Reverend Peters slowed as he passed the newly filled grave on his way to the vicarage. The autumn nights were drawing in and the dusk light had faded to a faint glow. The teacher’s burial that morning, was attended by her colleagues, some parents of those she taught, some ex-pupils, and a few of the older children from the school. Very few had withheld tears, just as few hadn’t cried as first her husband, and then her head teacher, had delivered the eulogy. She had been a remarkable teacher, they said, not just dedicated to teaching her pupils in school, but to setting them off on a good and valued journey through life. Her care of the pupils went well beyond the classroom, or their time at school, she would always find time to guide them through the troubles of their early lives.
None of this had caused the reverend to slow as he passed. Dealing with loss and grief was an occupational hazard, and while he cared for the loss in every death, he’d built barriers over the years, so he could move on and help the living. What caused the reverend to slow and then pause, was the solitary white flower – a crocus perhaps – on the freshly turned earth. The white of the flower, caught what little light remained and radiated a brilliance with life. Surely it had been planted fully formed, as the coming chill of the autumn evening, would cause it to wither and die.
The next morning dawned to a hard frost – the first of the year, and on passing the teachers grave, the reverend saw that the flower had indeed gone. Not just shrivelled, but gone without a trace. Further ahead in an older part of the graveyard, he could see a young lady kneeling over a grave, clearing away weeds with her hands. This was common for the recent graves, but where she worked held the remains of those a hundred or more years old. His curiosity demanded he found out more.
“Hello, it’s a frosty morning,” the reverend called out as he approached the young lady. It was a meaningless greeting, but as close as he could get to ‘what are you doing’, as he dared.
She rocked back on her haunches as she turned to look at him. She was perhaps in her early twenties, her shoulder length brown hair framed a little too pale face. An anxious frown clouded her welcoming smile.
“Is this someone from your family’s past?” The reverend continued. He glanced at the headstone:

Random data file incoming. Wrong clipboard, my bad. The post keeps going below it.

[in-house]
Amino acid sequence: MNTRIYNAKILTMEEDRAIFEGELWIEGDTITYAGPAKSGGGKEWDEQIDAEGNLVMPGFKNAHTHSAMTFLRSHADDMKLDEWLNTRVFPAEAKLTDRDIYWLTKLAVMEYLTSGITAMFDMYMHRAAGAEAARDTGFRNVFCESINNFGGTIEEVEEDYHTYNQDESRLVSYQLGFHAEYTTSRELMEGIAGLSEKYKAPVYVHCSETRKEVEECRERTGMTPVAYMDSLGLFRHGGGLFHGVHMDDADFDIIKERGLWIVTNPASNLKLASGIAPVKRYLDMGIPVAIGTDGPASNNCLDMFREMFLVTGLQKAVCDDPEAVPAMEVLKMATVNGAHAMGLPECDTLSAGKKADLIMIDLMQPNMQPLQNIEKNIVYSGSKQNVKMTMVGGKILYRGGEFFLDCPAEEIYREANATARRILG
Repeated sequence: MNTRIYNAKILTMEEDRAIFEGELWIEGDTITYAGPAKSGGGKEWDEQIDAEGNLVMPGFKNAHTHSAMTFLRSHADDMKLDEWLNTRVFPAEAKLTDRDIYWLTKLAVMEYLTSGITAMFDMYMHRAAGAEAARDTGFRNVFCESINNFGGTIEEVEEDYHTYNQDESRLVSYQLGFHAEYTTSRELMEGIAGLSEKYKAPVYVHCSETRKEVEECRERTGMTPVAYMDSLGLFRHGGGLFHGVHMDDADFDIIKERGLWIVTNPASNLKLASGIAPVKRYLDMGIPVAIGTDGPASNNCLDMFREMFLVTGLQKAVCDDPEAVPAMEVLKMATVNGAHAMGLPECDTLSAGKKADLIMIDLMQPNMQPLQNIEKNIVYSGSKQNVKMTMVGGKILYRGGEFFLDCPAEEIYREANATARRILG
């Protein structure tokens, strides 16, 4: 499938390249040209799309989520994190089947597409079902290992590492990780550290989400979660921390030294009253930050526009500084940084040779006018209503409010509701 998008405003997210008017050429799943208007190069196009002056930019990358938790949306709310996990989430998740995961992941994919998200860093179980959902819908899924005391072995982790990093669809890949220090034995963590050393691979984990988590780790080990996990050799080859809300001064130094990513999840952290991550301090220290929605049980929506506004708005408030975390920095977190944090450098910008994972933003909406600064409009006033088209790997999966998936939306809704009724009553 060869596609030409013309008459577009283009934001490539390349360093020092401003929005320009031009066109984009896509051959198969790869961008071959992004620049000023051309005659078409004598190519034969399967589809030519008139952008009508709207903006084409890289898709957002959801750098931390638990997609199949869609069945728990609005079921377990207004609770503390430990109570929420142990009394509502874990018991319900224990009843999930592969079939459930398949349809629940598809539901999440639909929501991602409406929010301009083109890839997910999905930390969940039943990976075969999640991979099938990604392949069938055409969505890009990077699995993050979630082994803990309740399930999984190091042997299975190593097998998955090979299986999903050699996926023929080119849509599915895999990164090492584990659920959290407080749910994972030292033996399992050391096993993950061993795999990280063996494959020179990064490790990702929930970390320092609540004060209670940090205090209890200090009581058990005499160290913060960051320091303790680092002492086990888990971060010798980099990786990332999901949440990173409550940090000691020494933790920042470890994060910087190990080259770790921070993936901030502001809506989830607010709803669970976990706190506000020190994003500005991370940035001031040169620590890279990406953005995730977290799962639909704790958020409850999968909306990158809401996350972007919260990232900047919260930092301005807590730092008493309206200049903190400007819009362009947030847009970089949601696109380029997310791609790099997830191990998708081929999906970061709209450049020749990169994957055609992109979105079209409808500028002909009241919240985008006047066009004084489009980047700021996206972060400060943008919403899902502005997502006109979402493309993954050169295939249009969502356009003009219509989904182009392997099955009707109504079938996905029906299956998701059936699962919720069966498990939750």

a scoundrel in life,
may he find the true way in death,
“Oh, it seems he may not have been a pleasant man.”
“Not this one,” her voice was tinged with sadness. “Others here led better lives, a few not, but they all deserve to be released to find their way home.”
The reverend followed her gaze as is swept across this corner of the graveyard. He saw then that she’d already cleared many of the graves of weeds and brambles.
“There really is no need for you to clear the ground like this. The church should do it, but my budget is limited and I spend it on tending the more recent graves. Once in a while, I encourage the parishioners to spend a weekend clearing the worst,” he said, knowing that it had been many years since that had been done.
As he looked back at her he noticed the basket of bulbs by her side. “Are you planting the bulbs? Was it you that planted one on the teacher’s grave yesterday?”
“Yes,” she said. “It’s what I do.”
“And it grew from the bulb to flower in just one day? That’s remarkable,” I said.
“Her spirit was stronger than most – it created the brilliance of the flower as it was released. And she was pure – pure spirits always produce a beautiful white flower. There are strong, trapped spirits all around here. The display later will be wonderful to see,” she said.
“You say there are spirits trapped in these old graves, and you are releasing them?” the reverend said. “It’s my belief that our spirit moves on to heaven when we die, whether we are good or bad in life.”
Still kneeling by Jonathan Adams’ grave she looked up at him then, and he could see an intensity in her eyes.
“Some spirits cling to life strongly. Flowers on their grave help them let go, and find their way to their new home. There are many trapped spirits here. This is what I do. My flowers allow the spirits to be free. The stronger the spirit, the more brilliant the bloom. The purer the spirit, the whiter the colour. You’ll see the truth of it tonight.”
“I’ll be sure to look,” the reverend said. Seeing that she was doing no harm, he offered her warm tea in the office should she get cold, and left her at work. When he returned through the graveyard later that day the girl had gone.
At dusk Reverend Peters returned to the graveyard. From by the south door of the church he could see the graves the girl had been working on that morning.
“You see? It’s beautiful. The spirits are released to find their way.” The reverend hadn’t heard the girl approach, but she stood just beside him, the troubled frown from earlier gone.
She was right. All around graves were picked out by single brilliant blooms, like small lights in the increasing gloom.
“It’s more than beautiful,” he said.
Most of the blooms were white, with some tinged with colour. Only that on the grave of Jonathan Adams stood out as different. Brilliant like the rest, but unlike any others displaying a vibrant, wicked crimson, bloom.
With a nod towards the grave of Jonathan Adams, the reverend said “Perhaps, he’ll repent when he reaches heaven.”
“Perhaps,” the girl said at his side, and after a pause, “this is what I do, and its done here now.”
When the reverend turned to look, she had gone.